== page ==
Rapid increase in UAV 3D Mapping technology implementation in various scientific and industrial projects is about to invade the construction industry.
According to a March 2016 report from Goldman Sachs, construction will be the largest use case for commercial drones in the immediate future, generating $11.2 billion of the projected $100 billion in global spending over the next five years.
Capturing reality with camera enabled drones is not a new story. Many industries already benefit from spatially accurate and detailed 3d products for a few years now. One could ask archaelogists, quarry surveyors, environmental engineers, agriculture engineers and other engineer consultants for this matter and pretty much receive the same answer 'drones increased efficiency while adding a whole new perspective on how we understand and manipulate natural and human made surroundings'.
For instance, Pignano Roman theatre in Volterra, Italy was recently virtually recreated and monitored using drones, cameras and laser scanners to produce textured, 3D mesh models and animated videos of its archaeological remains and some of its treasured artwork, as part of an international reality capture workshop from Oct. 10 to 22, with Pittsburgh-based Civil & Environmental Consultants (CEC), Volterra Detroit Foundation, Case Technologies, Autodesk and 3D Robotics.
Now that drone technology is in a 'maturing' process, with more reliable and better camera equiped drone models up in the air (or even indoor) and Structure from Motion software getting more accurate and project oriented, construction industry is about to claim its piece from the pie. Rich aerial data captured and detailed—and financially valuable—3D models of earthwork and building sites generated could be implemented in Building Information Modeling standards while construction safety is evolving as another powerful case for using drones, as Hunter Cole, who is part of the Virtual Design and Construction team at general contractor Brasfield & Gorrie. Cole—along with Brasfield & Gorrie colleague Jesse Creech— presented in “Drones in Construction” lecture at the 2016 Autodesk University conference in Las Vegas. “Reality capture gives teams a new perspective to see every detail of a site in its current state and from a remote location,” Cole said. “We can plan workflows and develop safety and site logistics plans that identify high traffic areas, crane clearances and areas where material will move in and out.”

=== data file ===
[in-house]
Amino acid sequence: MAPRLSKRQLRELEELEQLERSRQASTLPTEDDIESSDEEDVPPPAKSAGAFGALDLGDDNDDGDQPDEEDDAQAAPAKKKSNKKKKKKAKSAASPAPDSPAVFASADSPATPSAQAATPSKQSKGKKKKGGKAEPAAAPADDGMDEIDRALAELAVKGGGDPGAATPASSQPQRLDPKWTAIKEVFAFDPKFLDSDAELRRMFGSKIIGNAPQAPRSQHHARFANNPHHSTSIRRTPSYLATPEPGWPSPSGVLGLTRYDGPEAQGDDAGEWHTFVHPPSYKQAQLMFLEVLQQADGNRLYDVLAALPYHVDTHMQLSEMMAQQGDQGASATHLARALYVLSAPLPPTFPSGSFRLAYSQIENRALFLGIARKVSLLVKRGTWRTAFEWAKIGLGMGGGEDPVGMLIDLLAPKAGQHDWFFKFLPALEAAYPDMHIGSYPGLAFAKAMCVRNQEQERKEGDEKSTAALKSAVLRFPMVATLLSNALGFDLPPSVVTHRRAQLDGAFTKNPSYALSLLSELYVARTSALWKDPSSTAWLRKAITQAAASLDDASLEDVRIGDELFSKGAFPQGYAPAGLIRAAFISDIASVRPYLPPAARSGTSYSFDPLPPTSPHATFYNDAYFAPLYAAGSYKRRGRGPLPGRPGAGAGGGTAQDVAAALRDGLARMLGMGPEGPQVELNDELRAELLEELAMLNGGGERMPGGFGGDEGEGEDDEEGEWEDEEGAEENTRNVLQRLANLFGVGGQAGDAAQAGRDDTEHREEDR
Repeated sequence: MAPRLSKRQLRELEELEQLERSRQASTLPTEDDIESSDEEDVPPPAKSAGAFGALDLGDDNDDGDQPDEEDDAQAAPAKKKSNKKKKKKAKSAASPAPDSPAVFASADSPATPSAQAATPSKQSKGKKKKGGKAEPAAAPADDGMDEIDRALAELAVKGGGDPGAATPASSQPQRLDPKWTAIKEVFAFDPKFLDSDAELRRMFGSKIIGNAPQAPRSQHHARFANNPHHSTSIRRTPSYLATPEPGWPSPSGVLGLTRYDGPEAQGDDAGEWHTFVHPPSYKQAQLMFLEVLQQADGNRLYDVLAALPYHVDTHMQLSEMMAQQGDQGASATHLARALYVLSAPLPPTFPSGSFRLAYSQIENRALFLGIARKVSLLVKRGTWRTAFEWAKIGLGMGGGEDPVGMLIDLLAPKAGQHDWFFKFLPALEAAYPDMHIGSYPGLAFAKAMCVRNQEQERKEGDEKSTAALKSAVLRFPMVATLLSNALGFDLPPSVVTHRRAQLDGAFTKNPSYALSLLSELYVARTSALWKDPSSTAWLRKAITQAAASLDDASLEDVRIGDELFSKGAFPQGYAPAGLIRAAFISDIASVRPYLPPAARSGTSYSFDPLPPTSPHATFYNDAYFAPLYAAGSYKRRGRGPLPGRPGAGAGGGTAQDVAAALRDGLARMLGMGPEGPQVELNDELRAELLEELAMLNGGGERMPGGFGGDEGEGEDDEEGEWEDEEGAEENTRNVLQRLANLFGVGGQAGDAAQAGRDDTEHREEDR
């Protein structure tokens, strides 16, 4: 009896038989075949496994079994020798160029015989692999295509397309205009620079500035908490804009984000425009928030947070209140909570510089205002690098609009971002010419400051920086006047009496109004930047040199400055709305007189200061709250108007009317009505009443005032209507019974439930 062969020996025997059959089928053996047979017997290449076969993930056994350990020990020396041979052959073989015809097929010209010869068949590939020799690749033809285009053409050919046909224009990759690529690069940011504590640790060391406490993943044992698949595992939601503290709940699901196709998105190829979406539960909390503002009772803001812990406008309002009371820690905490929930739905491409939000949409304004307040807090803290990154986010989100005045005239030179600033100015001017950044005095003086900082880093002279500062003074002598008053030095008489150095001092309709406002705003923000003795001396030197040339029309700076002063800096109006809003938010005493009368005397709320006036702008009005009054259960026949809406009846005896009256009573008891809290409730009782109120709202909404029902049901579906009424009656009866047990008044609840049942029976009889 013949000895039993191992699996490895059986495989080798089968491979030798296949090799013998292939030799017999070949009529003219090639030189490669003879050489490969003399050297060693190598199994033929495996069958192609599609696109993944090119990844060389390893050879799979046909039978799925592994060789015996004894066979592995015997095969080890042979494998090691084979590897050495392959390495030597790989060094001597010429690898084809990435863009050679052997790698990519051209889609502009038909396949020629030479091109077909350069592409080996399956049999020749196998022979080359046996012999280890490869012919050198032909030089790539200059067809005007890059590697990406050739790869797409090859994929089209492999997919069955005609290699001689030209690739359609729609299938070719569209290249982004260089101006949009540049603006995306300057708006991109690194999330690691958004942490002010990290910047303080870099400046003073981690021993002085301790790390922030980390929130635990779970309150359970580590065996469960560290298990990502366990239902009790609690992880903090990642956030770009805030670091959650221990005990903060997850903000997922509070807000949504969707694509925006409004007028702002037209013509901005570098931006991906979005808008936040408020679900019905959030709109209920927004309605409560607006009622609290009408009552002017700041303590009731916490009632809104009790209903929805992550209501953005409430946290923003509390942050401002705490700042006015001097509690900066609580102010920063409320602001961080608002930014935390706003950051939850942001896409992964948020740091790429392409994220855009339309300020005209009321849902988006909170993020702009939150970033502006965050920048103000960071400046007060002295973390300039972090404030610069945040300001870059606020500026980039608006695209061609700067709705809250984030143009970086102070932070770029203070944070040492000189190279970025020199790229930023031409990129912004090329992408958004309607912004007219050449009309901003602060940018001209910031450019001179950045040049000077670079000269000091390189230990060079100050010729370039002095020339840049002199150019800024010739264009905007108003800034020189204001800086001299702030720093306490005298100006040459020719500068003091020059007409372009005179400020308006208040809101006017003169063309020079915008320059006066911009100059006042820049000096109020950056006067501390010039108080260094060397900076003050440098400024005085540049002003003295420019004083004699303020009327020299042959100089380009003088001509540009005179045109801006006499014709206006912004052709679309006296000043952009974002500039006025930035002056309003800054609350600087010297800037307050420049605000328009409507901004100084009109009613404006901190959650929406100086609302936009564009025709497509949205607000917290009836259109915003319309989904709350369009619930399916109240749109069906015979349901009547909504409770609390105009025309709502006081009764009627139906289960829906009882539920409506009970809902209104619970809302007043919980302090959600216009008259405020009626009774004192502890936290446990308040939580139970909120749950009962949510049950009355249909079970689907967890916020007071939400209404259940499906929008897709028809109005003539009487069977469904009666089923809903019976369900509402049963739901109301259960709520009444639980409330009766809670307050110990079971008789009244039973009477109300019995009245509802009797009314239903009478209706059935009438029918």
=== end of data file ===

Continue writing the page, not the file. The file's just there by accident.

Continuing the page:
The future for construction companies using drones is likely to get even rosier under “Part 107,” the FAA’s new rules governing the use of drones by commercial operators. Under the regulatory framework enacted in August 2016, a traditional pilot’s license is no longer required to operate a small unmanned aircraft. Instead, passing a knowledge test can grant an applicant a certificate specific to flying a drone. What the new rules mean for construction companies, Cole said, is a much more flexible path to getting in the air. “This is a huge accelerator for commercial organizations. A month ago, we had one certified pilot. Now we have seven.”
Drones and reality capture is not a future concept anymore, it is a powerful and evolving technological leap forward already taken by many industries in the scientific and engineering world, with many more yet to follow.